Henry Alfred Kissinger was appointed Secretary of State on September 21 by President Richard M. Nixon and served in the position from September 23, 1973 to January 20, 1977. With his appointment, he became the first person ever to serve as both Secretary of State and National Security Adviser, a position he had held since President Nixon was sworn into office on January 20, 1969. However, on November 3, 1975, President Gerald R. Ford removed him from his National Security Adviser position while keeping him as Secretary of State.
Henry A. Kissinger, 56th Secretary of State
Kissinger was born as Heinz Alfred Kissinger in Germany. After the Nazis seized power, state sanctioned anti-Semitism made life for the Kissinger family, which was Jewish, very difficult. In 1938, Kissinger’s family immigrated to the United States and settled in New York, and Kissinger’s name was changed to Henry.
During World War II, Kissinger became a naturalized citizen and served in the U.S. Army as a German interpreter. After the war, he attended Harvard University, earning a B.A. in 1950 and a Ph.D. in 1954. He stayed at Harvard to join the faculty and in 1957 he became the Associate Director of Harvard’s Department of Government and Center for International Affairs.
Throughout the 1950s and 1960s, he served as a consultant to several government agencies, including the National Security Council’s Operations Coordinating Board, the Department of State, the Operations Research Office, and the Arms Control and Disarmament Agency. In 1968, President-elect Richard Nixon chose Kissinger to be his National Security Adviser.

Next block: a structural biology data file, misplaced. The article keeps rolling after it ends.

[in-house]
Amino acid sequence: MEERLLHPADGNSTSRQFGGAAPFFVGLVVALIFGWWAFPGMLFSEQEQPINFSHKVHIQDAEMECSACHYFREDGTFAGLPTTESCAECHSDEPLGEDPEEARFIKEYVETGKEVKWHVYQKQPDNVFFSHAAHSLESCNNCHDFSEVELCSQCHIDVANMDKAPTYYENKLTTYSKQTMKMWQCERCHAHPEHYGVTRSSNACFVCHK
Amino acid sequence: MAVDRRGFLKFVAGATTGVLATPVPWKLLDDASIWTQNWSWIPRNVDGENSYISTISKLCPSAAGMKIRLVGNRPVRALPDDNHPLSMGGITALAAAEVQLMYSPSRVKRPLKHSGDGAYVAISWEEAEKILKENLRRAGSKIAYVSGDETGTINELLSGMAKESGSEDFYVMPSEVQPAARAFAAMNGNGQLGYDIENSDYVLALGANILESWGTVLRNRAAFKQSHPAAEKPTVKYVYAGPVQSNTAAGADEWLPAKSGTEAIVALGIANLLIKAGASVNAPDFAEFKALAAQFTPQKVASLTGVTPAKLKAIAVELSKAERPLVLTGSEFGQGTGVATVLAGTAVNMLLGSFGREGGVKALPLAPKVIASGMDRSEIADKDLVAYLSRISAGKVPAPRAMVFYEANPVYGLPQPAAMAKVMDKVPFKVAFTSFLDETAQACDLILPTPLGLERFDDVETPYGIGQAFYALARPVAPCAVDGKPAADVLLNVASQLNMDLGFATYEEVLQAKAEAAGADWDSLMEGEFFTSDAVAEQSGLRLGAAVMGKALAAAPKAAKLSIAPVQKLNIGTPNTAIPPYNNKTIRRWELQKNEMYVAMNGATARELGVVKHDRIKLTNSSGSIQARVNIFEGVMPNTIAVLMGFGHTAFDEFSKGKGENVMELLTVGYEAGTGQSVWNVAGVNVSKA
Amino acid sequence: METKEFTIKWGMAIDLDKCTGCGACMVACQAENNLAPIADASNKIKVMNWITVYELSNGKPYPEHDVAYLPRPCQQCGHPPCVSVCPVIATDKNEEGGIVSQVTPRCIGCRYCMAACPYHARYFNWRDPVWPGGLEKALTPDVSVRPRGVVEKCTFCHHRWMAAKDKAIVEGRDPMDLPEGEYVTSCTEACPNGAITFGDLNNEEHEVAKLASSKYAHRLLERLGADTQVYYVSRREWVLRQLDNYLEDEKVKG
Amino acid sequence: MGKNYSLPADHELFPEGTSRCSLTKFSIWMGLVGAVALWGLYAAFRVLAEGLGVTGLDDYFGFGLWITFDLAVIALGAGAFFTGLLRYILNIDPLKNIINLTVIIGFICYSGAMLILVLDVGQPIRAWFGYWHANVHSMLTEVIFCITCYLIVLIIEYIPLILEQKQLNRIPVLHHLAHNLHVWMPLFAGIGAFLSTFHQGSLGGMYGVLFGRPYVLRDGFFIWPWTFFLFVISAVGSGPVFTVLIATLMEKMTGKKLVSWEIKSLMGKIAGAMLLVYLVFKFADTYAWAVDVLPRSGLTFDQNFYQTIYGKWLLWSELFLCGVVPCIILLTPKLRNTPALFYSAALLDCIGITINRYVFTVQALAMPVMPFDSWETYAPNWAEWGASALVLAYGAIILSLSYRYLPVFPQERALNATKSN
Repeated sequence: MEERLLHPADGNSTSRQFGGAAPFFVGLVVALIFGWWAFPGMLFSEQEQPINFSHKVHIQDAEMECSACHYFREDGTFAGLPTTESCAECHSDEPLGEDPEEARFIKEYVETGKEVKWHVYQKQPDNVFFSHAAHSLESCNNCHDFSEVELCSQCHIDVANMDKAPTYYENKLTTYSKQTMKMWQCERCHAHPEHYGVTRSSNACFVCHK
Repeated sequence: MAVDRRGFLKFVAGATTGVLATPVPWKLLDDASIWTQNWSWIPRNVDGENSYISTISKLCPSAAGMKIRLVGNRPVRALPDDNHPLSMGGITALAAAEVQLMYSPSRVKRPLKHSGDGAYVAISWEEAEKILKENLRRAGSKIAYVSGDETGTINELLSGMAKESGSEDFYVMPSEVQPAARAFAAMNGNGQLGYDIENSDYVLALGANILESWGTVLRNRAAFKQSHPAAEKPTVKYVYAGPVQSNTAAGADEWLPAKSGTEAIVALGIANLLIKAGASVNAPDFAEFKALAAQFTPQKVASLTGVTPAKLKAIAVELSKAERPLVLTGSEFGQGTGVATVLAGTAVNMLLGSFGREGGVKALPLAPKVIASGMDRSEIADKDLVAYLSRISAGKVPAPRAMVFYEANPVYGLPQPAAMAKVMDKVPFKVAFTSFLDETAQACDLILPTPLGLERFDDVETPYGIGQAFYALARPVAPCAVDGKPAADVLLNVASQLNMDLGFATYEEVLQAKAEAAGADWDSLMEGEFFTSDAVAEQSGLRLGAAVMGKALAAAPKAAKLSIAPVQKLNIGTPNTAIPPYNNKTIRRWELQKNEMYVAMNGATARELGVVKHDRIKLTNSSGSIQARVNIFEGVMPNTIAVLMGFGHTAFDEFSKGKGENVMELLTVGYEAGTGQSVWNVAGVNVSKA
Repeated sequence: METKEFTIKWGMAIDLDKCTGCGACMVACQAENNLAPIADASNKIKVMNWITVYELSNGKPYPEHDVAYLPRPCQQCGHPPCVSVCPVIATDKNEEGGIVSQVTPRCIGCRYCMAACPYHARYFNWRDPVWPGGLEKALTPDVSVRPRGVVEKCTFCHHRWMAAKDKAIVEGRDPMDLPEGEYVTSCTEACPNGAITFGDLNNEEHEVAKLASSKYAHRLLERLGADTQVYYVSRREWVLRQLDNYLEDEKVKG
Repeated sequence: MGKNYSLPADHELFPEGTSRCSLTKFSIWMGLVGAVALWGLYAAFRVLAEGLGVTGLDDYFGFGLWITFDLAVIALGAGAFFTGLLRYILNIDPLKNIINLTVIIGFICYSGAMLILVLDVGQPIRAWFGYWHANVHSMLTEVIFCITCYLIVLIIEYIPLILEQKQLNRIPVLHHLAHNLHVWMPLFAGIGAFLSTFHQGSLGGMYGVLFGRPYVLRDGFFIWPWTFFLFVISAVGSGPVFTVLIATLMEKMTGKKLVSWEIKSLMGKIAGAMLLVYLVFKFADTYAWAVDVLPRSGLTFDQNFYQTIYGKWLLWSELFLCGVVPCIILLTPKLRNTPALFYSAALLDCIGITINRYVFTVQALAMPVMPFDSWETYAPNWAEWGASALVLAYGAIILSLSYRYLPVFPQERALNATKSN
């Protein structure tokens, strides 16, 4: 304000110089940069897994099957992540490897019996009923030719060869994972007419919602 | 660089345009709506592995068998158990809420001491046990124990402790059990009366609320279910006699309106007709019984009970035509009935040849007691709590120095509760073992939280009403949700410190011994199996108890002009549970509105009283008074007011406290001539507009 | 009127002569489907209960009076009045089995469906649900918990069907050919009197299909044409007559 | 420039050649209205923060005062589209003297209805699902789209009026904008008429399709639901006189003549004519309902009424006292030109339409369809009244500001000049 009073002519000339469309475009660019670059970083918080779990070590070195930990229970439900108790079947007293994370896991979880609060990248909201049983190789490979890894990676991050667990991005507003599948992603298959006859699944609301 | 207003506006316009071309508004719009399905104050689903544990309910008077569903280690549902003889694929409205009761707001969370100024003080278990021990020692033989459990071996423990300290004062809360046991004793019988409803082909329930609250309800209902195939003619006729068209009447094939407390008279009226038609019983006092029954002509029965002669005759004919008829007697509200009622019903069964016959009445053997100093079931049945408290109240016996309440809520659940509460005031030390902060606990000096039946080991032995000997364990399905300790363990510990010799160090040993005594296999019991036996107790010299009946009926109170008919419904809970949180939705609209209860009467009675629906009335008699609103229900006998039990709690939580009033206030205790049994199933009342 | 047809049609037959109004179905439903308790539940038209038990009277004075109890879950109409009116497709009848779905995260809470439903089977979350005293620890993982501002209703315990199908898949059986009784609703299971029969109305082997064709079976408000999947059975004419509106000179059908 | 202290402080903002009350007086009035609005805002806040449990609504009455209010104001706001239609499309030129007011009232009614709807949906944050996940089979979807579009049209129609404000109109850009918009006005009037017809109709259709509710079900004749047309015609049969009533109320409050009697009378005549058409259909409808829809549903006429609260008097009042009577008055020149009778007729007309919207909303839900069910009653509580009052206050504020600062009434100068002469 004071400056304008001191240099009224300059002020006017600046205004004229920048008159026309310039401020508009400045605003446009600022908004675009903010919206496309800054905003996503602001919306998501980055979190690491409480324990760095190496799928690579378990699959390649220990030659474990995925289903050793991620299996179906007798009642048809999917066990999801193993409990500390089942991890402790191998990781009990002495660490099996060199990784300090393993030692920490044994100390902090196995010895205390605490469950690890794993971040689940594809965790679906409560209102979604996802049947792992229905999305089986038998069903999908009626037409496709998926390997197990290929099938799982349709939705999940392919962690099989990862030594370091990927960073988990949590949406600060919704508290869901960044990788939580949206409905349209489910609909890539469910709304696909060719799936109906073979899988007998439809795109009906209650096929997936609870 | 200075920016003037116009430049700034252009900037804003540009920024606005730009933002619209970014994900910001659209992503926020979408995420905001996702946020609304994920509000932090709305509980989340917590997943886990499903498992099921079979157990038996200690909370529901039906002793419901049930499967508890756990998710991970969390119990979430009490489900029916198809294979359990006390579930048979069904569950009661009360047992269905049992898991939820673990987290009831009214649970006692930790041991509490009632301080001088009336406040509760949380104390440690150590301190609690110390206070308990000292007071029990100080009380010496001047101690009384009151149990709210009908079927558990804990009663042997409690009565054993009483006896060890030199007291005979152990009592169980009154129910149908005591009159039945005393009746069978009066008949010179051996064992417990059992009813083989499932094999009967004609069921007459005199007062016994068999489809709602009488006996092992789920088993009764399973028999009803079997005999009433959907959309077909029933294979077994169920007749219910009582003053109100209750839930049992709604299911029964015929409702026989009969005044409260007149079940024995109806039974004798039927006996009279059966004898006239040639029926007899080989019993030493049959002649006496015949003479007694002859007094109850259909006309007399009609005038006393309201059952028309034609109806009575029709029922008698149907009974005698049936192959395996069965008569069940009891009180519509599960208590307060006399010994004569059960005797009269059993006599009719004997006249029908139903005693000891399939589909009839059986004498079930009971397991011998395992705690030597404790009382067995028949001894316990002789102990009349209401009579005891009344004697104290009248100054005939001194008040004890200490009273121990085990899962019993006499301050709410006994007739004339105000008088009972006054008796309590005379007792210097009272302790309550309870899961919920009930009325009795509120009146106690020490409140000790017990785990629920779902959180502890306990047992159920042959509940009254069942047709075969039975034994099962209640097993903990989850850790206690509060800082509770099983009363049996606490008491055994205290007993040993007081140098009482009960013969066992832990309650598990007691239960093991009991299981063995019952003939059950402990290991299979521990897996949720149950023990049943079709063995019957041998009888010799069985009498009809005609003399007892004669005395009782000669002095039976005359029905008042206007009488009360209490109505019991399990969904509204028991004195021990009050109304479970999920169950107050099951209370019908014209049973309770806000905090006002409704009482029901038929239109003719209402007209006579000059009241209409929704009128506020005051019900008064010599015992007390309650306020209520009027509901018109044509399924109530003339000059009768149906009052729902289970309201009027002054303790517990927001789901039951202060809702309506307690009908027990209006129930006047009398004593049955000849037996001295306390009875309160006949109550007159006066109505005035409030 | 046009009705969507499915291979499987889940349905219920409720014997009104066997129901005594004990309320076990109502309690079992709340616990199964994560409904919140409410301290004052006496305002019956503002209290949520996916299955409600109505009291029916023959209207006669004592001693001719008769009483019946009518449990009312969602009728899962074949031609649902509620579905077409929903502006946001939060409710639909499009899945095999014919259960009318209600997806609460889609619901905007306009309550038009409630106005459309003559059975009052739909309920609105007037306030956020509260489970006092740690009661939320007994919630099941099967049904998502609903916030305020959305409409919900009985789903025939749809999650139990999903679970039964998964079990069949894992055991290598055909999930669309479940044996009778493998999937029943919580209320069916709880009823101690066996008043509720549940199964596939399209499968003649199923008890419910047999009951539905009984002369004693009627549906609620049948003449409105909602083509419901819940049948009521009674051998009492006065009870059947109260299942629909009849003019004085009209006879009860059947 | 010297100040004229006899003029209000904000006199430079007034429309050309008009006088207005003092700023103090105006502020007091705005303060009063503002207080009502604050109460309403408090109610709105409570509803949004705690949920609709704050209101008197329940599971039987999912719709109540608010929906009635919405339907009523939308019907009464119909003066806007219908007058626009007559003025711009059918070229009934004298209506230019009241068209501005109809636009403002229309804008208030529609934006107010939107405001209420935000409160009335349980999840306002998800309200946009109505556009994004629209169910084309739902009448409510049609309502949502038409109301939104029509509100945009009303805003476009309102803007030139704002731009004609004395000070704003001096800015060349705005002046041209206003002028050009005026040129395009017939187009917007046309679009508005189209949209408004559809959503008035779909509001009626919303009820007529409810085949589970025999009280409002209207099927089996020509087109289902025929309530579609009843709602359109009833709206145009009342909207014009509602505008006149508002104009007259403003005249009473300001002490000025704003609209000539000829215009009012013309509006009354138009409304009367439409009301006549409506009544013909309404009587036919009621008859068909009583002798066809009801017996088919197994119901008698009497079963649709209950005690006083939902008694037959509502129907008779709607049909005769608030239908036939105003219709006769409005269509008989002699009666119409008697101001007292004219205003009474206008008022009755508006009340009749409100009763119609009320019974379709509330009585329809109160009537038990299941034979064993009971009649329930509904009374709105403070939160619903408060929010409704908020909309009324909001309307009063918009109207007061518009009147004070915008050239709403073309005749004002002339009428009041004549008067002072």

After working closely with Nixon during his first presidential term, Nixon decided to make an unprecedented move by appointing Kissinger as his new Secretary of State while also keeping him in the role of National Security adviser.
Kissinger entered the State Department just two weeks before Egypt and Syria launched a surprise attack on Israel. The October War of 1973 played a major role in shaping Kissinger’s tenure as Secretary. First, he worked to ensure Israel received an airlift of U.S. military supplies. This airlift helped Israel turn the war in Israel’s favor, and it also led members of the Organization of Petroleum Exporting Countries (OPEC) to initiate an oil embargo against the United States. After the implementation of a United Nation’s sponsored ceasefire, Kissinger began a series of “shuttle diplomacy” missions, in which he traveled between various Middle East capitals to reach disengagement agreements between the enemy combatants. These efforts produced an agreement in January 1974 between Egypt and Israel and in May 1974 between Syria and Israel. Additionally, Kissinger’s efforts contributed to OPEC’s decision to lift the embargo.
On August 9, 1974, the Watergate scandal compelled President Nixon to resign, but Kissinger stayed on in his dual roles under President Gerald Ford. Kissinger helped Ford acclimate to the international scene and both men worked to continue policies implemented by Nixon and Kissinger previously, including détente with the Soviet Union, establishing relations with the People’s Republic of China, and negotiations in the Middle East.
Kissinger also played a major role in the negotiations leading to the August 1975 Helsinki Accord, an agreement signed by 35 countries and addressing many issues that promised to improve relations between East and West. In September 1975, Kissinger helped conclude a second disengagement agreement between Egypt and Israel that moved both countries closer to a peace agreement.
Kissinger’s tenure as Secretary comprised many controversial issues, including his role in influencing U.S. policies towards countries such as Chile and Angola. Additionally, he engaged in new international issues such as law of the sea, which became more prominent for U.S. foreign policy in the decades ahead.